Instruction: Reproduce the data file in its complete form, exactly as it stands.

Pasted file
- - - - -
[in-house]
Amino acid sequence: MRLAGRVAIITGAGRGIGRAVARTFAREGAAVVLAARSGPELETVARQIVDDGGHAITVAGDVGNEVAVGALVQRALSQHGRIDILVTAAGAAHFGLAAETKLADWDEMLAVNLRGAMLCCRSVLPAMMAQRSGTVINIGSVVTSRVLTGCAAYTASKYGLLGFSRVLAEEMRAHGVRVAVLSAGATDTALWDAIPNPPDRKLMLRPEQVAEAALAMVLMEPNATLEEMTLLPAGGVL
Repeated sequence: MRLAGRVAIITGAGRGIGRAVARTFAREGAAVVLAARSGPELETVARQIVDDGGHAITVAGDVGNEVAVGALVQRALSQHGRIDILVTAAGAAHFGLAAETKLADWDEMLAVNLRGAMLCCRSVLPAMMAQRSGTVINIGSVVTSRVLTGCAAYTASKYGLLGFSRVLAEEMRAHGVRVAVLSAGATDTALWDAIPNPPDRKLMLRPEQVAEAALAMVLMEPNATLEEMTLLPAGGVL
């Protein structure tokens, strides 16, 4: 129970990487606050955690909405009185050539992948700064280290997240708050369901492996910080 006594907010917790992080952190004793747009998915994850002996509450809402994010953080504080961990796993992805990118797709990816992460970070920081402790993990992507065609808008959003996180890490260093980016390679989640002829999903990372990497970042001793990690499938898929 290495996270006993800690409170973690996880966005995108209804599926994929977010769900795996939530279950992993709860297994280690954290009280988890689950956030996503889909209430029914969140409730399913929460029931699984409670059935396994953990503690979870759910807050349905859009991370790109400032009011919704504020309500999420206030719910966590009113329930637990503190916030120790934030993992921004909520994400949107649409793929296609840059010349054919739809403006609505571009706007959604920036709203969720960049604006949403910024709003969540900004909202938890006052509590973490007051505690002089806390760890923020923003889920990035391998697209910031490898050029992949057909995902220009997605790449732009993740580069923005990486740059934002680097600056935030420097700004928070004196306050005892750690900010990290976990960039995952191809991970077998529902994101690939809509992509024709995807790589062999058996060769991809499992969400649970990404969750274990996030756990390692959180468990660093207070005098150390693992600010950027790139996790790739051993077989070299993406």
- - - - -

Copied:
[in-house]
Amino acid sequence: MRLAGRVAIITGAGRGIGRAVARTFAREGAAVVLAARSGPELETVARQIVDDGGHAITVAGDVGNEVAVGALVQRALSQHGRIDILVTAAGAAHFGLAAETKLADWDEMLAVNLRGAMLCCRSVLPAMMAQRSGTVINIGSVVTSRVLTGCAAYTASKYGLLGFSRVLAEEMRAHGVRVAVLSAGATDTALWDAIPNPPDRKLMLRPEQVAEAALAMVLMEPNATLEEMTLLPAGGVL
Repeated sequence: MRLAGRVAIITGAGRGIGRAVARTFAREGAAVVLAARSGPELETVARQIVDDGGHAITVAGDVGNEVAVGALVQRALSQHGRIDILVTAAGAAHFGLAAETKLADWDEMLAVNLRGAMLCCRSVLPAMMAQRSGTVINIGSVVTSRVLTGCAAYTASKYGLLGFSRVLAEEMRAHGVRVAVLSAGATDTALWDAIPNPPDRKLMLRPEQVAEAALAMVLMEPNATLEEMTLLPAGGVL
């Protein structure tokens, strides 16, 4: 129970990487606050955690909405009185050539992948700064280290997240708050369901492996910080 006594907010917790992080952190004793747009998915994850002996509450809402994010953080504080961990796993992805990118797709990816992460970070920081402790993990992507065609808008959003996180890490260093980016390679989640002829999903990372990497970042001793990690499938898929 290495996270006993800690409170973690996880966005995108209804599926994929977010769900795996939530279950992993709860297994280690954290009280988890689950956030996503889909209430029914969140409730399913929460029931699984409670059935396994953990503690979870759910807050349905859009991370790109400032009011919704504020309500999420206030719910966590009113329930637990503190916030120790934030993992921004909520994400949107649409793929296609840059010349054919739809403006609505571009706007959604920036709203969720960049604006949403910024709003969540900004909202938890006052509590973490007051505690002089806390760890923020923003889920990035391998697209910031490898050029992949057909995902220009997605790449732009993740580069923005990486740059934002680097600056935030420097700004928070004196306050005892750690900010990290976990960039995952191809991970077998529902994101690939809509992509024709995807790589062999058996060769991809499992969400649970990404969750274990996030756990390692959180468990660093207070005098150390693992600010950027790139996790790739051993077989070299993406």